What will 2022 throw our way?


The kids returned to school, the trash guys picked up the dead Christmas tree, we are stuck in the middle of January. As one of my favorite comics Billy Eichner would say, “And away…we…go!”

I spent the past few weeks trying to clear the holiday cobwebs from my brain, and a big part of that included making lists of issues and events to pay attention to over the next year in Newport Beach.

What will 2020 California

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Photos by Amy Senk

The California Pizza Kitchen in Fashion Island with its sign torn off. The space will be part of the new RH that includes a rooftop wine bar and restaurant.

Let’s start with one that’s fun – construction of the new RH (formerly Restoration Hardware) store at Fashion Island. Construction is going to begin this year to turn the old Forever 21 space into a four-story, 80,0000-square-foot shop that will include in-house designers and a rooftop wine bar and restaurant. The company’s November announcement included the news that some nearby merchants would have to be relocated as part of the work – and a spokeswoman for The Irvine Company confirmed that California Pizza Kitchen decided to close instead of move within the center. Le Pain Quotidien may close or relocate, Victoria’s Secret will move and its sister retailer, Pink, will close, and the Apple Store with lose some non-public space but will remain in the same spot. No other information was available. The new RH could open by May 2024.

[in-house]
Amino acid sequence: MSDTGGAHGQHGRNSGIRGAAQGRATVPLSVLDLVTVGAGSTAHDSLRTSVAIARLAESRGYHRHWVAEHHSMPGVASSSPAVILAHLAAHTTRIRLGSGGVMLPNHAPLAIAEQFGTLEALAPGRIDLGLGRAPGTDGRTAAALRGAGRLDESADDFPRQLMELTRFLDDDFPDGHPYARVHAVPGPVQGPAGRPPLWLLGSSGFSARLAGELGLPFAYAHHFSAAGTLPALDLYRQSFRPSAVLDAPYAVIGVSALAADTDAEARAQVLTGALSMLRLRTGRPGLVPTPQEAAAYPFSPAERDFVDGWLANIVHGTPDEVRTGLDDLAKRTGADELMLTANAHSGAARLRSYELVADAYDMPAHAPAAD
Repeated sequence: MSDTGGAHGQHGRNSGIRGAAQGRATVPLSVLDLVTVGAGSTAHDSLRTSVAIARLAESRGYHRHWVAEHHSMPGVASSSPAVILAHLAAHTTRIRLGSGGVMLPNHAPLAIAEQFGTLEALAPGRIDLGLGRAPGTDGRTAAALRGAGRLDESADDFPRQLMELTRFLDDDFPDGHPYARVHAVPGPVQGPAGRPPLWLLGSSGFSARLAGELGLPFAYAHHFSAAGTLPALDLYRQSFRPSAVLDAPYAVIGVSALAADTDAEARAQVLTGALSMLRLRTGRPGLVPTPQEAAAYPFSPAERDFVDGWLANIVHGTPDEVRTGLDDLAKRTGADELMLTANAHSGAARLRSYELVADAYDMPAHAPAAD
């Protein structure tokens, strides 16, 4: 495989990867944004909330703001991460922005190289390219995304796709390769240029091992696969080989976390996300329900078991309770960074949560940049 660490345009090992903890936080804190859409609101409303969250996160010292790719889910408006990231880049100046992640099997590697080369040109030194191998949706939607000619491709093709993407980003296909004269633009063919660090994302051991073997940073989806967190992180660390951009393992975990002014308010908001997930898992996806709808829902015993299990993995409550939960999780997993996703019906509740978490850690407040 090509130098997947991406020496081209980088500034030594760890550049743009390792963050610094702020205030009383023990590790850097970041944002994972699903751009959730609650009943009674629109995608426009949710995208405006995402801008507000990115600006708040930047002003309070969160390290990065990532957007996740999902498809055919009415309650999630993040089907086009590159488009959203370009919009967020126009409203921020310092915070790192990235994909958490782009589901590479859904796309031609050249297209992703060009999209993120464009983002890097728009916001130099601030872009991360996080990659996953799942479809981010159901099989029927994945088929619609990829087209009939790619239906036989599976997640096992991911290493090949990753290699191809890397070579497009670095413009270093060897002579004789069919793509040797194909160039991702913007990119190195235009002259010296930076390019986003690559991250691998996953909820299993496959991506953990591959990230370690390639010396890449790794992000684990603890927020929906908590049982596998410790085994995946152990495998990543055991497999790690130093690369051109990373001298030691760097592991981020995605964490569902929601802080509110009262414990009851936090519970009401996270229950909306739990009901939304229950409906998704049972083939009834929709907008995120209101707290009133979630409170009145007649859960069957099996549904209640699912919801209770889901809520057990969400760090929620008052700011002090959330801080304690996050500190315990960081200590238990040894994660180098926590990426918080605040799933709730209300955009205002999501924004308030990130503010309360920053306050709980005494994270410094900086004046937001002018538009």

What will 2020 Forever 21

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This space, which used to be Forever 21, will be turned into the four-story, 80,0000-square-foot RH store

Other things to pay attention to – the city’s East Coast Highway and Marguerite Avenue Pavement Rehabilitation project that will start January 24. The work is scheduled to take up to 80 days and will cold mill and overlay the existing pavement on East Coast Highway, from MacArthur Boulevard to Newport Coast Drive, and on Marguerite Avenue, from Bayside Drive to Fifth Avenue. The end result will be nice – smoother and quieter rides – but traffic will not be fun while they work.

I’m also very interested in the city’s redistricting efforts, which are required every 10 years so district lines reflect the latest census data. Newport Beach formed a committee last fall to explore options, and the public was allowed to submit their own ideas for maps – and now there are 11 to choose from. One is basically the same, while others chop up Corona del Mar, or lump Balboa Island with the Peninsula, or with CdM, along with other dramatic shifts. The City Council will discuss this all at a February 8 Study Session meeting and a final vote is scheduled for March. This could be a nothingburger or result in very big changes – we shall see.

There are other issues that I will be monitoring over the next few months, including fractional home ownership as orchestrated by companies like Pacaso, which uses the slogan, “The modern way to buy and own a second home.”